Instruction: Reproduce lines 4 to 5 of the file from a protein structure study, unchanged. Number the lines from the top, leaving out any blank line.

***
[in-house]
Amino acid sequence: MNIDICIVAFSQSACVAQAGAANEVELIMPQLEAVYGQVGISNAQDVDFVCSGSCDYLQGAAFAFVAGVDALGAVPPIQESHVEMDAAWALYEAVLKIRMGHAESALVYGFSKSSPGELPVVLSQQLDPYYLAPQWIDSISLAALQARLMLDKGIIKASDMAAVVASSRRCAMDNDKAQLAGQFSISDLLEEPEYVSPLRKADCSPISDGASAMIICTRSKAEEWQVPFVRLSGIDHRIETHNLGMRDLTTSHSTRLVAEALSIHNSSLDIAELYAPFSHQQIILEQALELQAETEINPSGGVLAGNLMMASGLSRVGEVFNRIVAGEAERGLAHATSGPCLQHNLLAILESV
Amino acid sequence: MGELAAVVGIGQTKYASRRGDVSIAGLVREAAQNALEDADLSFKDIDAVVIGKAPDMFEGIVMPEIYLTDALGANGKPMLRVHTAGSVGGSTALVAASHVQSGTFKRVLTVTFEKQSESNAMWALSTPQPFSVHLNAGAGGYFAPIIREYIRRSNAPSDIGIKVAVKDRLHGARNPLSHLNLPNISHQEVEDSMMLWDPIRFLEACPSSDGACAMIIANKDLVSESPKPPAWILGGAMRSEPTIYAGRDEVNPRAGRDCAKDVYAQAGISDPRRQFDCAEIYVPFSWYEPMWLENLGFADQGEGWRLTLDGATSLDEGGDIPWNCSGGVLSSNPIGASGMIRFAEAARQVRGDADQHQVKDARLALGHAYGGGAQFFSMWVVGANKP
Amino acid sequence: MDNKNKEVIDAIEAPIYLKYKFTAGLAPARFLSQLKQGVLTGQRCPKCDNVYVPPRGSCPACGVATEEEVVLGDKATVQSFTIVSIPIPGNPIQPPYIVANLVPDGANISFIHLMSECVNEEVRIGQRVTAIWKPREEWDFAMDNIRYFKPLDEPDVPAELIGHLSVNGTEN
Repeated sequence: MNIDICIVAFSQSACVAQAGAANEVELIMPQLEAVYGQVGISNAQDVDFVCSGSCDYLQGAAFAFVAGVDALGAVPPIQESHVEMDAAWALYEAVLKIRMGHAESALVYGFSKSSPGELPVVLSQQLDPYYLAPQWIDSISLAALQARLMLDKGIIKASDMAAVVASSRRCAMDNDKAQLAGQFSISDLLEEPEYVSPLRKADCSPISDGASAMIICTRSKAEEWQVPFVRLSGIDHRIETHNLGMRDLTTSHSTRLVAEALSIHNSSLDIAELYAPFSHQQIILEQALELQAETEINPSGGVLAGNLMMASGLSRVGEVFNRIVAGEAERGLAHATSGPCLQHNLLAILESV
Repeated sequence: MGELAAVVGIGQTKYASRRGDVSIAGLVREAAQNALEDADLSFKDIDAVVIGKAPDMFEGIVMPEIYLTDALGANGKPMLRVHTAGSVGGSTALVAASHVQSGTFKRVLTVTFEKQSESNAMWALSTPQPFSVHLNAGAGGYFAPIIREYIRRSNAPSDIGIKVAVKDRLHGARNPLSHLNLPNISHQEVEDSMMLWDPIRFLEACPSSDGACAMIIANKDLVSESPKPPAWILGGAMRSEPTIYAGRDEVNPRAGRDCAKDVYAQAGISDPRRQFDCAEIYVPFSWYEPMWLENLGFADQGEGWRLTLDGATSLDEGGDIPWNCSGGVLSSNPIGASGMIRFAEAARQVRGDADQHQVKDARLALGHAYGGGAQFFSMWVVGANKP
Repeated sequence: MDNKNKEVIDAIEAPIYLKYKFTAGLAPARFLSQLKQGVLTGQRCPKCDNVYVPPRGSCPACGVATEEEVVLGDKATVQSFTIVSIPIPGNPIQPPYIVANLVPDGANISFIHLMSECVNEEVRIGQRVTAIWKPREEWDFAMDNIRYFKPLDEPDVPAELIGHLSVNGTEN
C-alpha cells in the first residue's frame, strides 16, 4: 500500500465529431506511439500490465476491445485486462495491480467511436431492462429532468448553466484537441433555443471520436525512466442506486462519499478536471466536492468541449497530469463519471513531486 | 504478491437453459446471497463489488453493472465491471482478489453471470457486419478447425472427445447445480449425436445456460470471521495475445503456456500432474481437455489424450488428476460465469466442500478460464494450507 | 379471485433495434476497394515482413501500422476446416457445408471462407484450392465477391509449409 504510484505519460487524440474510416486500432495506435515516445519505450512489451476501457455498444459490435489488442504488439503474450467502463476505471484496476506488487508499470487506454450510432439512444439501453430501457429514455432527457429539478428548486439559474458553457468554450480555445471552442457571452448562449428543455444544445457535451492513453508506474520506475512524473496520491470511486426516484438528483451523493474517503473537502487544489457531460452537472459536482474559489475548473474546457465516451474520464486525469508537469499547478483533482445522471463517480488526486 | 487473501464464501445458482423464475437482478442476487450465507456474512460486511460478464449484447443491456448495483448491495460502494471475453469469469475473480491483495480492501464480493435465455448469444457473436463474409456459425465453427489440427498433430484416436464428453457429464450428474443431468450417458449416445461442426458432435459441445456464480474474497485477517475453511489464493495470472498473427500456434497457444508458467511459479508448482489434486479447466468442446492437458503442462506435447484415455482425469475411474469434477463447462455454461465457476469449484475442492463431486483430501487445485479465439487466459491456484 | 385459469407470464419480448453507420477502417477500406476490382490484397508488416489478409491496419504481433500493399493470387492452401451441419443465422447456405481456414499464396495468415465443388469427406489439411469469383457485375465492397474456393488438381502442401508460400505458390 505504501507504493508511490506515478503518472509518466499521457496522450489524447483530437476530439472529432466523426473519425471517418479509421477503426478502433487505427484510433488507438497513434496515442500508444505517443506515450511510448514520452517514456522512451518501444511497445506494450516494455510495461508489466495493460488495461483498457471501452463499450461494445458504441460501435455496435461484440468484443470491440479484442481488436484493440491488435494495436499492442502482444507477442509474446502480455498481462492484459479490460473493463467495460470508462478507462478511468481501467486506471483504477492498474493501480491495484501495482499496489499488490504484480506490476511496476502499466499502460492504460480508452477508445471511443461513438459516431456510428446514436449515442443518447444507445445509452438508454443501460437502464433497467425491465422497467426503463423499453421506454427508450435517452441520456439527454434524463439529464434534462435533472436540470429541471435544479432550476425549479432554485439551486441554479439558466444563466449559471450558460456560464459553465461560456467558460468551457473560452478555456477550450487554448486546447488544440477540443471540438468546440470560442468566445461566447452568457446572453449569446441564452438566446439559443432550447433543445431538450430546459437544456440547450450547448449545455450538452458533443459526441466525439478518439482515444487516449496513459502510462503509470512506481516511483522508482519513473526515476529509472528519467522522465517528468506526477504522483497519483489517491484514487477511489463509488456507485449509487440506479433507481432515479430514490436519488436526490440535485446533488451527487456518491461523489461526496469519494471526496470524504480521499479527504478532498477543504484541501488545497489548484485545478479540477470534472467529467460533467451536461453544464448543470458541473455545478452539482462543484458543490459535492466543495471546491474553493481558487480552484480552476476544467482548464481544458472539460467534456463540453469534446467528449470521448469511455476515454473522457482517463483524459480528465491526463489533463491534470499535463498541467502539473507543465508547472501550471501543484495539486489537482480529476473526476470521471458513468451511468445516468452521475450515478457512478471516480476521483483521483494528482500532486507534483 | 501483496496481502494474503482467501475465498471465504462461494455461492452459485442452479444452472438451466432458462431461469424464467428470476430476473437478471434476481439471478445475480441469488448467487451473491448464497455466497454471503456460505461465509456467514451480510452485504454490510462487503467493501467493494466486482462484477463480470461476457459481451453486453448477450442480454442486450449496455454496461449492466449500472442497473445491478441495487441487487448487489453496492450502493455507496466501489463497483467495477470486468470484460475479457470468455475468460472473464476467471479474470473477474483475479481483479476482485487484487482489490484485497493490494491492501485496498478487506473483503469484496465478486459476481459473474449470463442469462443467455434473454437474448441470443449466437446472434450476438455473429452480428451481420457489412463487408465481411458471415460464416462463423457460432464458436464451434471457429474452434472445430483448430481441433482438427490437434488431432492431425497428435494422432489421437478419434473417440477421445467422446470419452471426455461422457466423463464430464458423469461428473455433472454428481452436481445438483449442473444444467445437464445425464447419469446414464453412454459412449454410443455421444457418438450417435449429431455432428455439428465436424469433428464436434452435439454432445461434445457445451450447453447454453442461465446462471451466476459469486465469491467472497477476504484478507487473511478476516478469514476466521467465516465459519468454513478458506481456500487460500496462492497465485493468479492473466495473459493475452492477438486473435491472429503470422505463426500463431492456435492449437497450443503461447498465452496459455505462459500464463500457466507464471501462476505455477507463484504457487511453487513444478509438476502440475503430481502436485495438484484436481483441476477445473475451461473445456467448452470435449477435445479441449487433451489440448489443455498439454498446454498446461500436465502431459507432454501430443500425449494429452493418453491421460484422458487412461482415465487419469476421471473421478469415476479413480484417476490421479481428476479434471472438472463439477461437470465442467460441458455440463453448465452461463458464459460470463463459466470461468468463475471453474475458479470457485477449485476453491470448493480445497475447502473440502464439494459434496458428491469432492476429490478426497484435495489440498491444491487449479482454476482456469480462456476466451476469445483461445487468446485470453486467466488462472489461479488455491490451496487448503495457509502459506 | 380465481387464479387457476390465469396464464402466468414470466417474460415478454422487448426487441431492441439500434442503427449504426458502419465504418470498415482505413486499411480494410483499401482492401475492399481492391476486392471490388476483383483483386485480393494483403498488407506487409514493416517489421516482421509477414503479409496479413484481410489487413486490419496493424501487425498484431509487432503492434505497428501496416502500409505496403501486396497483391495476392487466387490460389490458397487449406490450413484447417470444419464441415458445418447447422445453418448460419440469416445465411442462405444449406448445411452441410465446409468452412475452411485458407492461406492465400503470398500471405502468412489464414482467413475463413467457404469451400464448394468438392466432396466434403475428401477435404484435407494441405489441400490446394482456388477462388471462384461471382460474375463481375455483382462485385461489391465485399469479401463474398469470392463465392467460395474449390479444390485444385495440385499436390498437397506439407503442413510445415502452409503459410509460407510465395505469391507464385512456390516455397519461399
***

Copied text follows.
Amino acid sequence: MDNKNKEVIDAIEAPIYLKYKFTAGLAPARFLSQLKQGVLTGQRCPKCDNVYVPPRGSCPACGVATEEEVVLGDKATVQSFTIVSIPIPGNPIQPPYIVANLVPDGANISFIHLMSECVNEEVRIGQRVTAIWKPREEWDFAMDNIRYFKPLDEPDVPAELIGHLSVNGTEN
Repeated sequence: MNIDICIVAFSQSACVAQAGAANEVELIMPQLEAVYGQVGISNAQDVDFVCSGSCDYLQGAAFAFVAGVDALGAVPPIQESHVEMDAAWALYEAVLKIRMGHAESALVYGFSKSSPGELPVVLSQQLDPYYLAPQWIDSISLAALQARLMLDKGIIKASDMAAVVASSRRCAMDNDKAQLAGQFSISDLLEEPEYVSPLRKADCSPISDGASAMIICTRSKAEEWQVPFVRLSGIDHRIETHNLGMRDLTTSHSTRLVAEALSIHNSSLDIAELYAPFSHQQIILEQALELQAETEINPSGGVLAGNLMMASGLSRVGEVFNRIVAGEAERGLAHATSGPCLQHNLLAILESV